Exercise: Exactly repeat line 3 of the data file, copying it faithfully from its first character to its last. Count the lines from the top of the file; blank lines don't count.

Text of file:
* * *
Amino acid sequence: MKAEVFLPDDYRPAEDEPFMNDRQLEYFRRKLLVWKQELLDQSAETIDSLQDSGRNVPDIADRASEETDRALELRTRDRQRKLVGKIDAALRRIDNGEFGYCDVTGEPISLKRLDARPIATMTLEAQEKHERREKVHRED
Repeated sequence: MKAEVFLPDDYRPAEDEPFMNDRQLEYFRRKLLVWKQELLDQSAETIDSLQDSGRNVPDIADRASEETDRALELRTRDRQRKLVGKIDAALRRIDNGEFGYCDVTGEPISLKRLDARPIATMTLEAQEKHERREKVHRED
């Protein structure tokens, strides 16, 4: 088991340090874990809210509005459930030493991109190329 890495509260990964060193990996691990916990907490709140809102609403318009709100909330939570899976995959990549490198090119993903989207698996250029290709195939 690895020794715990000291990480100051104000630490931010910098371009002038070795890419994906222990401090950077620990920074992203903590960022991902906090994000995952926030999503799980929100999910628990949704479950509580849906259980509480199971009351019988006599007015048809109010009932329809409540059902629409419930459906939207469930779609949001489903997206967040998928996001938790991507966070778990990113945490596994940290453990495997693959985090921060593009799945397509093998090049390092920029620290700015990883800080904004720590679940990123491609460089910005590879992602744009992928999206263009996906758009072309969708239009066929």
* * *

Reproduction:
């Protein structure tokens, strides 16, 4: 088991340090874990809210509005459930030493991109190329 890495509260990964060193990996691990916990907490709140809102609403318009709100909330939570899976995959990549490198090119993903989207698996250029290709195939 690895020794715990000291990480100051104000630490931010910098371009002038070795890419994906222990401090950077620990920074992203903590960022991902906090994000995952926030999503799980929100999910628990949704479950509580849906259980509480199971009351019988006599007015048809109010009932329809409540059902629409419930459906939207469930779609949001489903997206967040998928996001938790991507966070778990990113945490596994940290453990495997693959985090921060593009799945397509093998090049390092920029620290700015990883800080904004720590679940990123491609460089910005590879992602744009992928999206263009996906758009072309969708239009066929």